"This is how we roll."
That's what five of 72andSunny's global leaders say–almost in unison–after pulling up chairs at the A-List photo shoot for an interview intended to be with just one of them. Perhaps it's that culture of collaboration and unanimity, which includes splitting ownership, that has helped the MDC Partners agency thrive.
Since its founding 14 years ago, the shop has mixed its partnership-of-equals mindset with liberal doses of its "Born Modern" philosophy of keeping up with change and not fearing disruption, says John Boiler, creative co-chair and founder of 72andSunny, who is wearing his signature fedora.
Boiler says the overall industry is going through a similar transformation, given that with the explosion of social media and digital, everyone is a creator. But that's not a bad thing, says CEO Matt Jarvis. "Every disruption presents an opportunity and disruption demands courage," says Jarvis, who is also a partner at the agency, which says it saw revenue grow about 11 percent last year.
Courage was in relatively short supply last year in the industry, given the political and social currents that led many agencies and clients to play it safe.
Not so at 72andSunny.
Last May, the agency began the "Only the Best for Everyone" campaign for Smirnoff, touting that the Russian vodka's No. 21 product is made in America. A month later, when President Trump said he would testify under oath regarding the investigation of Russian meddling in the 2016 election, 72andSunny put up a single billboard in New York City with a picture of a Smirnoff bottle and a Moscow Mule cocktail that read: "Made in America. But we'd be happy to talk about our ties to Russia under oath." The billboard went viral in 24 hours, garnering more than 1 billion impressions around the world.
The agency's work for Yoplait last year also stepped into the cultural conversation, taking on the concept of "mom-shaming" by creating a functional (and sarcastic) tip hotline for everyone who has opinions on how a mom should raise her kids. The hotline received more than 12,000 calls and generated 25 million media impressions, the agency says.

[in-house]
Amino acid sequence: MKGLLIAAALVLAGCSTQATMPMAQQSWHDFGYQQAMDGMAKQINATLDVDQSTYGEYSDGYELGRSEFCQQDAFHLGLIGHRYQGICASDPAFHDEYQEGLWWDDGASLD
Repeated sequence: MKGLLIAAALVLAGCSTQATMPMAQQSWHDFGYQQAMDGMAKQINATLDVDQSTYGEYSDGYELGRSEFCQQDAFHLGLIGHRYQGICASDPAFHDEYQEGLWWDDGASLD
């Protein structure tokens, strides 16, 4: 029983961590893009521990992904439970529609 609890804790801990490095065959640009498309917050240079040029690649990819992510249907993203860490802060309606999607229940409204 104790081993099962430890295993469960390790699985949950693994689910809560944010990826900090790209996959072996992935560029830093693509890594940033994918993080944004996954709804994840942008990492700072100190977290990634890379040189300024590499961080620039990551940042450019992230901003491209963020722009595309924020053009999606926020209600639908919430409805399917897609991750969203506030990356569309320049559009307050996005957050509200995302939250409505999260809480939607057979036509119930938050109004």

The shop parted ways with Samsung and Target in 2017, but it picked up eBay, Allstate, Ikea, LA Original, Barilla, SyFy, Infiniti and Uber.
Last year, 72andSunny was named lead creative agency for L.A.'s 2024 Olympics bid and designed the logo, website and films, and produced VR tours and experiential events to promote the city as the ideal host for the 2024 Olympic and Paralympic games.
Sedef Onar, chief talent officer and partner, says local work "energizes our people" and makes them proud. Another point of pride is the fact that 72andSunny was one of only two shops last year certified by the 3% Movement as creating inclusive cultures in which both men and women can thrive. Of the shop's 700-plus staffers, 55 percent are women, and 29 percent of creative executives are women.
For 2018, 72andSunny plans to prioritize its creativity and emphasize the right resources to help clients achieve their goals rather than focus on one particular discipline or capability. "It's about ideas, not assets," says Evin Shutt, chief operating officer and partner.
The agency isn't blind to ad industry challenges such as procurement, causing some marketers to drive down fees, but says it looks at those issues as opportunities to prove itself creatively and get some skin in the game with performance-based bonus models.
Glenn Cole, creative co-chair and founder, says the agency itself is the biggest source of its stress. "We put pressure on ourselves to constantly be valuable and relevant," he says, "and we put that pressure above other pressures."
Because, of course, that's how 72andSunny rolls.